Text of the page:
Sunday, April 24, 2011

Publishing The Blog

I visited the blog this morning, and checked to see what the visitor count was. Another milestone - it had reached 12,000 even! So I want to thank you all for reading, commenting and otherwise sharing in this journey. Scipio has so many great people and places, I will never run out of things to say. I wish there were more hours in the day (or perhaps, that Scipio would finally have access to a high speed connection!).
To commemorate this milestone, I have ordered a paperback book of the blog from inception in October of 2007 through December of 2008, using Blog2Print.
It was easy to create a book, and the cost, while not cheap, is also not prohibitive. Once it arrives, I will let you know how it looks - I hope to have each calendar year printed out and available at the town offices for all to read.

Another Scipio Milestone

I celebrated Easter yesterday with some of my family in Rochester, NY. Tradition is what builds our family history, and what better way to add to it than by spending a soggy but sunny afternoon playing "Bunny Rabbit Ring Toss" and "Slingshot Egg Launch" with family old, new and honorary? It gave us a chance to exclaim over a new engagement, and to discuss a new piece of information on our Civil War ancestor who fought so bravely with Ellsworth's Avengers, the 44th NY.
My generation recalled out loud our fondest Easter memories, especially those of the family photo shoot every year followed by worship at Sand Beach Dutch Reformed Church in Fleming, then home to a delicious dinner and too many chocolate eggs.
I looked across the picnic table at my teenage nieces and nephews intently watching the animation in their grandmother's expression while she talked about what Easter was like with our parents when she was a child, just post-World War II, and realized that this day would also be a memory for them to share and pass along to their own children and grandchildren someday.
Oral history is such a special way to share your family history. I hope you take a little time today to tell someone else about one of your own traditions. Happy Easter!

Tuesday, April 19, 2011

More about Gordon Robert Stewart, World War II Casualty

Here is an excerpt from the Tuesday, March 23, 1943 Citizen of Auburn NY found on

Eleven Auburn and Cayuga County men are members of the First Marine Division the entire personnel of which has been cited by President Roosevelt for bravery in the heavy battling of Guadalcanal and the Solomons.The eleven, who went forth to battle with the Fifth Company of the First Marine Division are: ....Gordon Stewart of Cortland, formerly of Auburn and Raymond Maassen of Aurora.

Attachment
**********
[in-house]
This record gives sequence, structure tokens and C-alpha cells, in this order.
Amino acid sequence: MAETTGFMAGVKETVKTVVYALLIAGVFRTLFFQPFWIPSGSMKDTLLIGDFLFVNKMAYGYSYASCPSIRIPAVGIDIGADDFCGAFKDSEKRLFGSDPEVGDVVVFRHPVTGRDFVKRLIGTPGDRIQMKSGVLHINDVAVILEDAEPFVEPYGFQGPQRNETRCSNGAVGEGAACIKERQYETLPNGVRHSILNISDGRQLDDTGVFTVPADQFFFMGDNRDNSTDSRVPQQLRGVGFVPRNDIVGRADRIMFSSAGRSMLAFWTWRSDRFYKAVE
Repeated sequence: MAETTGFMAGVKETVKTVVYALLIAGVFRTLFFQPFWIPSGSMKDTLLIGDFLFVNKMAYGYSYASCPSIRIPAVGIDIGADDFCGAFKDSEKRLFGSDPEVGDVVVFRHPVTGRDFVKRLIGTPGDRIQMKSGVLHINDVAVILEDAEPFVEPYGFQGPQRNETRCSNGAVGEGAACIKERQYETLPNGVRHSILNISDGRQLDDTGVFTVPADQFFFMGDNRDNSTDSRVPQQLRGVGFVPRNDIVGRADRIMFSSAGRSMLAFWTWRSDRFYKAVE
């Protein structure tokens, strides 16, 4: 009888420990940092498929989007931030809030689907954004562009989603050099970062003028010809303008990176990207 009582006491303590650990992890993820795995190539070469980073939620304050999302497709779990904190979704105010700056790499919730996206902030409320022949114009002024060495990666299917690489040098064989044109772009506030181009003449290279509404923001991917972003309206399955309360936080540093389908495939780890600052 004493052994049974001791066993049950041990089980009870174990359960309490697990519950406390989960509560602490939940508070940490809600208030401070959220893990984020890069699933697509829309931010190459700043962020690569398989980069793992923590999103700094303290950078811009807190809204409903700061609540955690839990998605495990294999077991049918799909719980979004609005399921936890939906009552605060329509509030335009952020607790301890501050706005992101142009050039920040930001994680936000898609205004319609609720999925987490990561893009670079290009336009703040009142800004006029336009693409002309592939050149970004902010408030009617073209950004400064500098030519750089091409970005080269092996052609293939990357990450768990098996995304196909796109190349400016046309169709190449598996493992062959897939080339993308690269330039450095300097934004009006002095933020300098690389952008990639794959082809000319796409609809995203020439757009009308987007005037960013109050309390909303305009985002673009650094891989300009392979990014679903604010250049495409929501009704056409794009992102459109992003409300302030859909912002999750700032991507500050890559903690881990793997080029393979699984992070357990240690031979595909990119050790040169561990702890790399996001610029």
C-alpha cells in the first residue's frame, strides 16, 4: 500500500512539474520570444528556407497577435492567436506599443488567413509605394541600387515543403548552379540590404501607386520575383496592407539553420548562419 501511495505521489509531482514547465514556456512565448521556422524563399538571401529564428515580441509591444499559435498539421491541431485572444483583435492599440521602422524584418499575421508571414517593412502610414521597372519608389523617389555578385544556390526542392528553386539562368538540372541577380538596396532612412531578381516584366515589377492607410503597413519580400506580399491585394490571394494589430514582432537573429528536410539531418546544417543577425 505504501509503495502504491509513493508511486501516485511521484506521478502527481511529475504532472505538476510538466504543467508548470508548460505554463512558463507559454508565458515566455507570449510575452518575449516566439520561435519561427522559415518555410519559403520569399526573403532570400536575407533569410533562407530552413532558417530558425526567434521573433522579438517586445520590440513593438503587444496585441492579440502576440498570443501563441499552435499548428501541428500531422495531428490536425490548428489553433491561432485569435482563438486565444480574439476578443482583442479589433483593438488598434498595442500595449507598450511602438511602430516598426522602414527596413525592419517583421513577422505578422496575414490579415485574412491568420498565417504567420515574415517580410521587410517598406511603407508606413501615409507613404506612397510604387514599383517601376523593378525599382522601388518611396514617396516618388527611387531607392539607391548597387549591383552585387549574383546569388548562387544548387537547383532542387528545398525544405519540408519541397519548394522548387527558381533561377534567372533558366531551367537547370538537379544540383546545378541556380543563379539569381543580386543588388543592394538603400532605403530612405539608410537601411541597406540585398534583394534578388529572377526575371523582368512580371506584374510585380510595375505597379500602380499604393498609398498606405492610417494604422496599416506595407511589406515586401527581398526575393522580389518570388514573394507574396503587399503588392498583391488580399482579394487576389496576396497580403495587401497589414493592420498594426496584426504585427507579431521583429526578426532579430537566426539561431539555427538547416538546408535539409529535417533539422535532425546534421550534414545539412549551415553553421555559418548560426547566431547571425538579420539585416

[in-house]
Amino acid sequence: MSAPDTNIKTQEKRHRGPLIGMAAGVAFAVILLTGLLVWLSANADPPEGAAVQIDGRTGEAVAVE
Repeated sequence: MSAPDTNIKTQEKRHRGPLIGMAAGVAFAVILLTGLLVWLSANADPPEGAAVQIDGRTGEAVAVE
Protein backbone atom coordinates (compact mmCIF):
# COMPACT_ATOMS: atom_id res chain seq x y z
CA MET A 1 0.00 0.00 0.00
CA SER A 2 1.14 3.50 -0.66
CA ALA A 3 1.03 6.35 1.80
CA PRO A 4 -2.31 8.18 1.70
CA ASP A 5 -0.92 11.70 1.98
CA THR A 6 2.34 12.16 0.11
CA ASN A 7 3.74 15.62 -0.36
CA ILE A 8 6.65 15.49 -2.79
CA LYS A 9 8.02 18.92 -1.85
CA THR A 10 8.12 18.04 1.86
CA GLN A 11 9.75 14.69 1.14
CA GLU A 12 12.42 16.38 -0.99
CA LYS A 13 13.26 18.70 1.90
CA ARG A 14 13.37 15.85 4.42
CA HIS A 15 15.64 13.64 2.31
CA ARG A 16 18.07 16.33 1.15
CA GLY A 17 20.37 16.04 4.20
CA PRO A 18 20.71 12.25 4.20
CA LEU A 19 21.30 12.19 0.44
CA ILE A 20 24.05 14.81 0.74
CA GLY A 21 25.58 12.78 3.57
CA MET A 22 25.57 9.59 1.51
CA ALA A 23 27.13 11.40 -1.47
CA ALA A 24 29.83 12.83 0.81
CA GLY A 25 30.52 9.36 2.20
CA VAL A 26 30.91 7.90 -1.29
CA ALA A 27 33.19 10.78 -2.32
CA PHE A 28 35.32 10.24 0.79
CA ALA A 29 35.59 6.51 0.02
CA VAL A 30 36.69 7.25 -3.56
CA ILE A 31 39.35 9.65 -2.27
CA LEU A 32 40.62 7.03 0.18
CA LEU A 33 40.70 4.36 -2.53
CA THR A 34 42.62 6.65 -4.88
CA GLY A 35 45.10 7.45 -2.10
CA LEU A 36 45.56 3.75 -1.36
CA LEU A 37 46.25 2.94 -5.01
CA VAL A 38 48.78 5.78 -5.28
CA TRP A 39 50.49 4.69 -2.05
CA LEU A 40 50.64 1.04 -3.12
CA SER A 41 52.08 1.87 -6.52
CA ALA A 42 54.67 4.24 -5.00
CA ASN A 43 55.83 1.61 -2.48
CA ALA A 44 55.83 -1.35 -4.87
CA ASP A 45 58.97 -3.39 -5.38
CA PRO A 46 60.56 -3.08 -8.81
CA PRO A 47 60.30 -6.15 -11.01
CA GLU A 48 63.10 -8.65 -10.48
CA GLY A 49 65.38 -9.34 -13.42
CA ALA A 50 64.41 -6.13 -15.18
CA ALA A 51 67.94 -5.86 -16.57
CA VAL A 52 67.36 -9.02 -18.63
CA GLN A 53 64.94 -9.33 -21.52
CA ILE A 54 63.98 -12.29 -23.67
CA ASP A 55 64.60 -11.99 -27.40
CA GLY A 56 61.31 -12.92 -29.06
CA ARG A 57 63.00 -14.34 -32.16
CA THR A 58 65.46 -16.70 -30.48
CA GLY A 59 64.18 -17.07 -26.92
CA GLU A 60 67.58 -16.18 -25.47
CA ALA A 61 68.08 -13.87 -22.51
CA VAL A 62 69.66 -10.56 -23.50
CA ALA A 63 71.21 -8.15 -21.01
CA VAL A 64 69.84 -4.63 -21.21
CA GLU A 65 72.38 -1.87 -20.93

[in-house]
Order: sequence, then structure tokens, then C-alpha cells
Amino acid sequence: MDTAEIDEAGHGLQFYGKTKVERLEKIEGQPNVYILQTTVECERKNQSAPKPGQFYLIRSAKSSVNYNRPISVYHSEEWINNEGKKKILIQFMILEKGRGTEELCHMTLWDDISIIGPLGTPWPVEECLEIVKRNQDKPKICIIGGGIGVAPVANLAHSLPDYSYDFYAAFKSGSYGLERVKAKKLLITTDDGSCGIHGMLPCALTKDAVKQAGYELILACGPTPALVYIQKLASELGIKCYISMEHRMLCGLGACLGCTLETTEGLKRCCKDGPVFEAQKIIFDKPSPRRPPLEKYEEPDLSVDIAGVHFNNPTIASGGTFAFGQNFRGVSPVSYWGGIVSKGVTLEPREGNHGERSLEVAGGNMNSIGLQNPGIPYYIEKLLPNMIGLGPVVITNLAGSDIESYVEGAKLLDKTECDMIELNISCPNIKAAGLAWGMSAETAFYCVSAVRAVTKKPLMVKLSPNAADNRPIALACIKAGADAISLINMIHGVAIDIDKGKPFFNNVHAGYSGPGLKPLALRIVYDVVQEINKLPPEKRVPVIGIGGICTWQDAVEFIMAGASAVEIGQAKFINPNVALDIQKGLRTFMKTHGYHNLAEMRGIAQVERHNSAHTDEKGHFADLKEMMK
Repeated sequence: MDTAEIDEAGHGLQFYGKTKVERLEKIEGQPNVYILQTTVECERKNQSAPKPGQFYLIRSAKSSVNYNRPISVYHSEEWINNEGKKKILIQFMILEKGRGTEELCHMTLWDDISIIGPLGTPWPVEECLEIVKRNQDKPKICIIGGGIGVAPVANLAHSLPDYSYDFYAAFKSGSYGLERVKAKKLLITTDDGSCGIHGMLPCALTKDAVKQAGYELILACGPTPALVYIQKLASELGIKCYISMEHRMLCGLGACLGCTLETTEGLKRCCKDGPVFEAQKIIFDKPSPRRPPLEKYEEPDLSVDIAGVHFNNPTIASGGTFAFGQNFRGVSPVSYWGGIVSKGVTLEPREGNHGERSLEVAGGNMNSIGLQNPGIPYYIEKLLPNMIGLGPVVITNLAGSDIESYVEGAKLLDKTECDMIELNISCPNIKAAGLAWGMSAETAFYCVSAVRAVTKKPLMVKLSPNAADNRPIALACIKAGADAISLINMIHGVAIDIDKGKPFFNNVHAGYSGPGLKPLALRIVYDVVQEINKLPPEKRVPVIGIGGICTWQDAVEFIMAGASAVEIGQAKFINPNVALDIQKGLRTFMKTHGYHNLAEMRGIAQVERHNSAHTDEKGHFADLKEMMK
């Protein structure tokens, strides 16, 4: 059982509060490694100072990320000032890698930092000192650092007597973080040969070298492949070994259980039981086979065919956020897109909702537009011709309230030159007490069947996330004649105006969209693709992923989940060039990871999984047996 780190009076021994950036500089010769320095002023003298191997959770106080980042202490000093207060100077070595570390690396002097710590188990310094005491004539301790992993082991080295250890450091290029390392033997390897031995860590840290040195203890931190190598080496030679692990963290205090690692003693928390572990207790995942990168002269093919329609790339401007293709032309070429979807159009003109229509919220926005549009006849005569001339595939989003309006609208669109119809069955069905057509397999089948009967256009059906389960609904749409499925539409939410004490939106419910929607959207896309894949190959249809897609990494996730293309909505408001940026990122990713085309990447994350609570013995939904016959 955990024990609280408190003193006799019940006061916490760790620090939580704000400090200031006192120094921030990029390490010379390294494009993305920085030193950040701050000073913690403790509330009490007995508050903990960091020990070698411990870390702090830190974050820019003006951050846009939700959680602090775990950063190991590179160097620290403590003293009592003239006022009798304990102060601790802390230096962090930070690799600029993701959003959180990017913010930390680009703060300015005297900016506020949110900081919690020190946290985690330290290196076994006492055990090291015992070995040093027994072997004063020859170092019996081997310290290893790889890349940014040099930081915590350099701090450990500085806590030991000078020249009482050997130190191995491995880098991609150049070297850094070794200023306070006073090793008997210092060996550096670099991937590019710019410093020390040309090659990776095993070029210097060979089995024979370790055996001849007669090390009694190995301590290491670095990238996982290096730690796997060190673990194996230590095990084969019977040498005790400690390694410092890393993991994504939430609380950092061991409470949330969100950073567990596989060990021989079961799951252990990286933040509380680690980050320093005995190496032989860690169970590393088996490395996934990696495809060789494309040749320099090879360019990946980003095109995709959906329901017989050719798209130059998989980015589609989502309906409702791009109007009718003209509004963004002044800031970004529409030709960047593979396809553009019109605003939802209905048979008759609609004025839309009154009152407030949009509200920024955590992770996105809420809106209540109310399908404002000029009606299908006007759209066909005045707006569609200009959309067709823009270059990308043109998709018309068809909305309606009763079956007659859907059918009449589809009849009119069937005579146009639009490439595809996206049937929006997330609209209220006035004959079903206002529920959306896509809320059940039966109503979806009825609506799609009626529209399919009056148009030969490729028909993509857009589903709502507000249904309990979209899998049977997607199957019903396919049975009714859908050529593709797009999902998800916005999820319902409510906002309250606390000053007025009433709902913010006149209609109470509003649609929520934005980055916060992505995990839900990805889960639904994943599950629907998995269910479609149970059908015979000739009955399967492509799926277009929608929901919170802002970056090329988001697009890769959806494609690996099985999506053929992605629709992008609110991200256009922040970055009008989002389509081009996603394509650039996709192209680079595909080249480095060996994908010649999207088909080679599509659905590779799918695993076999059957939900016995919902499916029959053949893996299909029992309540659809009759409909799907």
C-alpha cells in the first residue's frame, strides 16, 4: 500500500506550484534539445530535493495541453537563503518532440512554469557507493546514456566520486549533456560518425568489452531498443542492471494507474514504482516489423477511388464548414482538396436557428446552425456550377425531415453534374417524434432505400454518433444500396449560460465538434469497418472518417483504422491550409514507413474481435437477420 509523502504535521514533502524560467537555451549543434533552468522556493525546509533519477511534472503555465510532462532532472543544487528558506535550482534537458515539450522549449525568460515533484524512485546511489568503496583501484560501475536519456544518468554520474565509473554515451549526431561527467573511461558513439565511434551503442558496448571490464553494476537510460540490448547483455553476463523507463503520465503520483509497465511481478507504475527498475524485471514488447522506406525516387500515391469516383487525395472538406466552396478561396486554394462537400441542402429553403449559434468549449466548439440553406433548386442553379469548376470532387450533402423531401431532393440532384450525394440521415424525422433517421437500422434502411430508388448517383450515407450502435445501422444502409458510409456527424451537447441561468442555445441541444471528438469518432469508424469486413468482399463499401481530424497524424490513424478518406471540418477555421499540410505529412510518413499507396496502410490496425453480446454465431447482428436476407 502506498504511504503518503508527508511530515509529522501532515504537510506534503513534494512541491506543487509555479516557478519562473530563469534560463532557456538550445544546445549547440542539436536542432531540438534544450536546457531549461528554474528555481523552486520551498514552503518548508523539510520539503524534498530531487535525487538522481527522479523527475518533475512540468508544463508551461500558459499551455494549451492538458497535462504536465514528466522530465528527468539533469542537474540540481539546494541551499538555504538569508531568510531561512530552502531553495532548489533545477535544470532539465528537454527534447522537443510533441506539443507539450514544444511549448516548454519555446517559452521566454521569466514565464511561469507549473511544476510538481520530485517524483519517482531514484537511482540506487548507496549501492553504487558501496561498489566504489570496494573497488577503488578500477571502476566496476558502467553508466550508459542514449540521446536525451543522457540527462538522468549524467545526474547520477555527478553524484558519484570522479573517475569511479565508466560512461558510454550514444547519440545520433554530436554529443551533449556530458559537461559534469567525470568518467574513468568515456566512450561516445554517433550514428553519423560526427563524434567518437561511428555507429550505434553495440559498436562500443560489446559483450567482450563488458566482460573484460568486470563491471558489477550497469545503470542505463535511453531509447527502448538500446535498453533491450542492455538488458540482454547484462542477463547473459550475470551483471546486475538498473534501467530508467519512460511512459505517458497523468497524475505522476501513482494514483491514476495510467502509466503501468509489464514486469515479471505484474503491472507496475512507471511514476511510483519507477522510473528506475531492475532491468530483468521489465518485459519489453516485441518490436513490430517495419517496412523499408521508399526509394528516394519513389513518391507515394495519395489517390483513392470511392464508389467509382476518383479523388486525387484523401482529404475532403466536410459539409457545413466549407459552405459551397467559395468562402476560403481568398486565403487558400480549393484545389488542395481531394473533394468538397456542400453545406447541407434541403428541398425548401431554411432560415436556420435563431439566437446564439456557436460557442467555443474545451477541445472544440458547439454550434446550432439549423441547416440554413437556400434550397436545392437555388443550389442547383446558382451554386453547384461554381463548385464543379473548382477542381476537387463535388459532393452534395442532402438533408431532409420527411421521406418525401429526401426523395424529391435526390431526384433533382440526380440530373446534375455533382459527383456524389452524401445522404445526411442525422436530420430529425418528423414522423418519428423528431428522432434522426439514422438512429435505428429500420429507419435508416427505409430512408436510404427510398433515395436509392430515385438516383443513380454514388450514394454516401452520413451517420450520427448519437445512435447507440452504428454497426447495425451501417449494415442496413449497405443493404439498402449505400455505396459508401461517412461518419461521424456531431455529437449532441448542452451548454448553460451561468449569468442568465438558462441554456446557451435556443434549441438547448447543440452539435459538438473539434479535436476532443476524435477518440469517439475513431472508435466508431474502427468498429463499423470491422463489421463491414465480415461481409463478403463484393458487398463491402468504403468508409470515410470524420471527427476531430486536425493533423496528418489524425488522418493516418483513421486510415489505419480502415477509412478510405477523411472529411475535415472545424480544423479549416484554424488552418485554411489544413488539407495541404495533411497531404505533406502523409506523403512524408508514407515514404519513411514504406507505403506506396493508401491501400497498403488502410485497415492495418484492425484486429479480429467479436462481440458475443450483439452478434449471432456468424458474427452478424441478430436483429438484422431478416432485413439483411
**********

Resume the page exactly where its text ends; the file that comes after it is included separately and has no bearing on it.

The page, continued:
Of the eleven, Gordon Stewart and Raymond Maassen have made the supreme sacrifice while ...(4 others) have been wounded.

I have found some interesting articles on Raymond Maassen and will talk about him soon.

Monday, April 18, 2011

Gordon Stewart Obituary

I know that some folks only read the blog, and do not look at the comments left by other readers. I am putting this comment on the face of the blog, contributed by an alert and helpful follower. Thanks, Roger!

Sandie, here is Gordon Stewart's obituary from the Old Fulton New York Post Cards website.

"Marine, Former Moravian Is Killed In Solomons - PFC Gordon R. Stewart, 18, of the Marine Corps and son of Mr. and Mrs. Orville J. Stewart, 126 Groton Avenue, Cortland, was killed in the Solomon Islands fighting, according to word received by the parents from Lt. T. Holcomb, USMC. Father of the marine is manager of the Lehigh Valley Railroad freight office in Cortland. The family formerly had resided in Moravia. The young marine was born May 9, 1924. Accompanied by a cousin, John S. Bunn, he enlisted January 12, 1942 in Syracuse and they both received basic training at Parris Island, S. C., and additional training at New River, N. C. PFC Bunn went to Northern Ireland while PFC Stewart went to the Solomons. He had written to his parents of landing first at Tulagi Island and then crossing to Guadalcanal where he was killed September 26, according to the War Department communication. Surviving besides his parents are a brother, Lt. O. J. Stewart, Jr., attached to the supply battalion, Fort Benning, Ga., and a sister, Mrs. Joseph Titus, 317 Kellogg Street, Syracuse."